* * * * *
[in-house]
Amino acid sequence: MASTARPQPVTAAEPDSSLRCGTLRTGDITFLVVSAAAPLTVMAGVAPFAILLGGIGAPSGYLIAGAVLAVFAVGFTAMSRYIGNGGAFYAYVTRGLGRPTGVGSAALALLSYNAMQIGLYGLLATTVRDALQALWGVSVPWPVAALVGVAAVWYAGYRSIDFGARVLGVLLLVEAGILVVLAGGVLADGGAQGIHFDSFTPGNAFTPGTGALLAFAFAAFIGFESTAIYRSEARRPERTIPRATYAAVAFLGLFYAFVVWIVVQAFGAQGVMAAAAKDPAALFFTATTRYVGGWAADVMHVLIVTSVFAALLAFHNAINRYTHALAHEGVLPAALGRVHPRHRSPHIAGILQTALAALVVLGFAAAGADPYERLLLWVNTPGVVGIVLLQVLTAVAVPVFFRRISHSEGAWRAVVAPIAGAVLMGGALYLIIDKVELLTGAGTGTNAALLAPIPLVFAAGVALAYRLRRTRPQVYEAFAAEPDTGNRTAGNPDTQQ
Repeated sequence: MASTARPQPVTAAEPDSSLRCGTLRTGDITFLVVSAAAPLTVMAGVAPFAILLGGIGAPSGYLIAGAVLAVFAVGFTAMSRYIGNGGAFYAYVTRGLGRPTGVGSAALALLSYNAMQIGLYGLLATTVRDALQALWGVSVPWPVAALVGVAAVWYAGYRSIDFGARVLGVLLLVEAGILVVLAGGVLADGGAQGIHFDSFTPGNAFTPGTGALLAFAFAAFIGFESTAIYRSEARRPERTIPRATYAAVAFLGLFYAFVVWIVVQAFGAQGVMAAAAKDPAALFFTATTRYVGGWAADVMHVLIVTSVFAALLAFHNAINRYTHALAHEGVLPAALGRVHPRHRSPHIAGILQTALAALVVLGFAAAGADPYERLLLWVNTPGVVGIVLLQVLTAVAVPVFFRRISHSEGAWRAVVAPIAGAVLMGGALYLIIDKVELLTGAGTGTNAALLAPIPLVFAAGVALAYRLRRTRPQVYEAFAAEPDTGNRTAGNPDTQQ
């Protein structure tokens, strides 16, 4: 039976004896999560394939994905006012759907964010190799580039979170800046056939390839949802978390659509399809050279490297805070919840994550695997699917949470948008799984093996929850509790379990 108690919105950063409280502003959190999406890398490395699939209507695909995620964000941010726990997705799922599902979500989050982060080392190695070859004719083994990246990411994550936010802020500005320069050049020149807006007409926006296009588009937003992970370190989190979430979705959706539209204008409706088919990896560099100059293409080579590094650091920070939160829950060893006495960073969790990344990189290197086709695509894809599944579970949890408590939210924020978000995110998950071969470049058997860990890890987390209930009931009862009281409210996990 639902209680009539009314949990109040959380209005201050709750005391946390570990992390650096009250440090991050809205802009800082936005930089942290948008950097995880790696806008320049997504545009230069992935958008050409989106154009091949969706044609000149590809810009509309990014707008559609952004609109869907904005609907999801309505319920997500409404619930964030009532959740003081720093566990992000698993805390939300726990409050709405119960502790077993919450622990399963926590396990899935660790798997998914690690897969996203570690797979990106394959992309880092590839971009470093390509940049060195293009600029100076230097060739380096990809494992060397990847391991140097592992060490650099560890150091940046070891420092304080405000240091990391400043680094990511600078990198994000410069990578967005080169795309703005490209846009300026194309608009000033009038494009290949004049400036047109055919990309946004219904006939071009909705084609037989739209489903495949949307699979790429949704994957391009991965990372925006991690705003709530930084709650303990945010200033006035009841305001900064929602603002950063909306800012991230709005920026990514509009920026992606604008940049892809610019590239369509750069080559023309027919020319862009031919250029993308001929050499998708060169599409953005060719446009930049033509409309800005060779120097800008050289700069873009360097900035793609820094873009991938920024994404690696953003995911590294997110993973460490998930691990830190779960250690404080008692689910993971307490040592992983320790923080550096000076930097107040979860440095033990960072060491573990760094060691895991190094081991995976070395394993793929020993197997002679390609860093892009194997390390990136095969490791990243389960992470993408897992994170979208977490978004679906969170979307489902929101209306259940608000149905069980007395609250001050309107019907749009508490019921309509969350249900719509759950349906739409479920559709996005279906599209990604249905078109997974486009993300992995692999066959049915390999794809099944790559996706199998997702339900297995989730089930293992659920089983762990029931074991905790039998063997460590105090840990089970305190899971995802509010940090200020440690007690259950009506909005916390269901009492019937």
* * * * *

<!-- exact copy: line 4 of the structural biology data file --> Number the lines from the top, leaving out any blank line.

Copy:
């Protein structure tokens, strides 16, 4: 039976004896999560394939994905006012759907964010190799580039979170800046056939390839949802978390659509399809050279490297805070919840994550695997699917949470948008799984093996929850509790379990 108690919105950063409280502003959190999406890398490395699939209507695909995620964000941010726990997705799922599902979500989050982060080392190695070859004719083994990246990411994550936010802020500005320069050049020149807006007409926006296009588009937003992970370190989190979430979705959706539209204008409706088919990896560099100059293409080579590094650091920070939160829950060893006495960073969790990344990189290197086709695509894809599944579970949890408590939210924020978000995110998950071969470049058997860990890890987390209930009931009862009281409210996990 639902209680009539009314949990109040959380209005201050709750005391946390570990992390650096009250440090991050809205802009800082936005930089942290948008950097995880790696806008320049997504545009230069992935958008050409989106154009091949969706044609000149590809810009509309990014707008559609952004609109869907904005609907999801309505319920997500409404619930964030009532959740003081720093566990992000698993805390939300726990409050709405119960502790077993919450622990399963926590396990899935660790798997998914690690897969996203570690797979990106394959992309880092590839971009470093390509940049060195293009600029100076230097060739380096990809494992060397990847391991140097592992060490650099560890150091940046070891420092304080405000240091990391400043680094990511600078990198994000410069990578967005080169795309703005490209846009300026194309608009000033009038494009290949004049400036047109055919990309946004219904006939071009909705084609037989739209489903495949949307699979790429949704994957391009991965990372925006991690705003709530930084709650303990945010200033006035009841305001900064929602603002950063909306800012991230709005920026990514509009920026992606604008940049892809610019590239369509750069080559023309027919020319862009031919250029993308001929050499998708060169599409953005060719446009930049033509409309800005060779120097800008050289700069873009360097900035793609820094873009991938920024994404690696953003995911590294997110993973460490998930691990830190779960250690404080008692689910993971307490040592992983320790923080550096000076930097107040979860440095033990960072060491573990760094060691895991190094081991995976070395394993793929020993197997002679390609860093892009194997390390990136095969490791990243389960992470993408897992994170979208977490978004679906969170979307489902929101209306259940608000149905069980007395609250001050309107019907749009508490019921309509969350249900719509759950349906739409479920559709996005279906599209990604249905078109997974486009993300992995692999066959049915390999794809099944790559996706199998997702339900297995989730089930293992659920089983762990029931074991905790039998063997460590105090840990089970305190899971995802509010940090200020440690007690259950009506909005916390269901009492019937």